Edge Computing for Industrial Control Systems

Feb. 20, 2018
The new ztC Edge from Stratus Technologies has been developed to provide high availability edge computing for common industrial control applications with little to no IT support requirements.

The advantages of cloud computing for industrial applications are increasingly finding themselves equally weighted—if not somewhat less favored—with the advantages of edge computing. Both offer systems for storage and analysis of data, but edge computing offers its advantages on site and even on machine. Whereas cloud computing, with all its benefits, raises bandwidth and latency issues in addition to the offsite storage of data, which remains a concern for some companies.

Read more about Edge and Fog computing.

At this point in the evolution of these storage and analysis technologies, the option increasingly chosen today by most companies is a hybrid application of edge and cloud computing. In these hybrid environments, critical production and near real-time data stays onsite for rapid analysis and insights, while segments of filtered data go to the cloud for longer-term trend analysis and decision-making.

Responding to the rising interest across industry for edge computing, Stratus Technologies unveiled its new Stratus ztC Edge at the ARC Industry Forum 2018. According to Stratus, ztC Edge is a zero-touch, fully virtualized and self-protecting edge computing platform specifically designed for industrial control system environments.

The zero-touch computing (ztC) reference stems from the product’s automated application and data recovery, automated site recovery, and cloud-based health monitoring and built-in remote management services. Jason Andersen, vice president of business line management at Stratus, said that the installation wizard and management utility that comes installed on ztC Edge makes it “easy for operational technology staff to set up, configure and manage the virtual machines, which means that little or no resources from corporate IT are needed. In addition, ztC Edge’s virtualization host software can be updated while the system is running without requiring a system reboot.”

Expanding on the ztC Edge’s need for little or no IT support, Andersen noted that the product was designed to address a major edge computing issue in industrial control environments. “Most high availability edge computing solutions in this space are very high end, complex, clustered systems that take at least four hours to install, require significant IT resources and cost $40,000-$50,000. Using standalone industrial PCs (IPCs), plus a spare for redundancy, is a less complex way to approach this, but offers only low to moderate availability and still takes a few hours to install and requires regular backups. And once you add in all the software costs associated with the IPC approach, it costs about same as ztC Edge (in the $12,000-$15,000 range), but the IPC requires a lot more work. ztC edge, however, can be deployed in less than 30 minutes.”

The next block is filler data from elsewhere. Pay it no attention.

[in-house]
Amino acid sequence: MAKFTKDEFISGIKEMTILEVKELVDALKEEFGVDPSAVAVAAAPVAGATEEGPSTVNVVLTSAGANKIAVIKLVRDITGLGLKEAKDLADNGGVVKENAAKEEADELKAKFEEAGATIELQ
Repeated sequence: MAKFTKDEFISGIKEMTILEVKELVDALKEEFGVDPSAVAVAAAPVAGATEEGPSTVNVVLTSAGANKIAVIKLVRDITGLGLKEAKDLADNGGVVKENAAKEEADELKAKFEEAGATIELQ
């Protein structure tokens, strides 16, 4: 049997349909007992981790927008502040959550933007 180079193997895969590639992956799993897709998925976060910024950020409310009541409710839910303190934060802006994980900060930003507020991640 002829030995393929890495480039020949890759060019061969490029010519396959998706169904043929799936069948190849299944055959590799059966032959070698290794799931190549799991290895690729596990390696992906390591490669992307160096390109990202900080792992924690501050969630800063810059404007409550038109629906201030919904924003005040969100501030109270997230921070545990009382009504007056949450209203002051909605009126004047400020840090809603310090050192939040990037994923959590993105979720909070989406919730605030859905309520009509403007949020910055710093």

The fanless ztC Edge, which can operate on ac or dc power and run up to three virtual machines (VMs) on different apps, is sold in pairs to support each other. “The paired devices—comprised of redundant nodes that act as a single system—automatically synch with each other for hot swappable, full redundancy,” Andersen said. Along with live migration of VMs, data replication and redundant networking, ztC Edge provides protection for applications and data by continually monitoring itself to evaluate its health and performance. If ztC Edge detects a potential central processing unit or memory failure in one node, it moves VMs from that node to another to provide application continuity.

Andersen pointed out that Stratus’ cloud-based system health monitoring and management services ensure that applications on a customer’s ztC Edge systems are always running, with minimal customer effort. He added that ztC Edge can be configured to continually monitor and send system-generated logs to Stratus over a secure network, where the logs will be analyzed for triage alerts and to predict failures before they occur. Depending on the service level chosen by the customer, Stratus will initiate corrective action—including the shipment of a spare part, conduct a root cause analysis, or prepare a failure prevention plan.

Discussing the application factors used to determine whether Stratus’ ztC Edge or ftServer is the right choice, Andersen said that Stratus relies on tag count to help make the initial determination. “A 10,000 data point industrial control system is a typical site benchmark for ztC Edge,” he said. “With a line typically accounting for up to 10,000 tags, that line can be handled by a pair of ztC Edge computers. At a water/wastewater site, one pair could serve the whole facility. Once you start getting beyond 10,000 data points, that's when the ftServer makes more sense.”

Beyond handling of data points, Anderson said the major differences between the ftServer and the ztC Edge are the OS—ftServer uses a native OS, while ztC Edge runs Linux—and the size. ztC edge weighs 10 pounds, versus the ftServer which weighs in at 110 pounds.

ztC Edge is expected to begin shipping in May 2018, with orders accepted in March.

About the Author

David Greenfield, editor in chief | Editor in Chief

David Greenfield joined Automation World in June 2011. Bringing a wealth of industry knowledge and media experience to his position, David’s contributions can be found in AW’s print and online editions and custom projects. Earlier in his career, David was Editorial Director of Design News at UBM Electronics, and prior to joining UBM, he was Editorial Director of Control Engineering at Reed Business Information, where he also worked on Manufacturing Business Technology as Publisher. 

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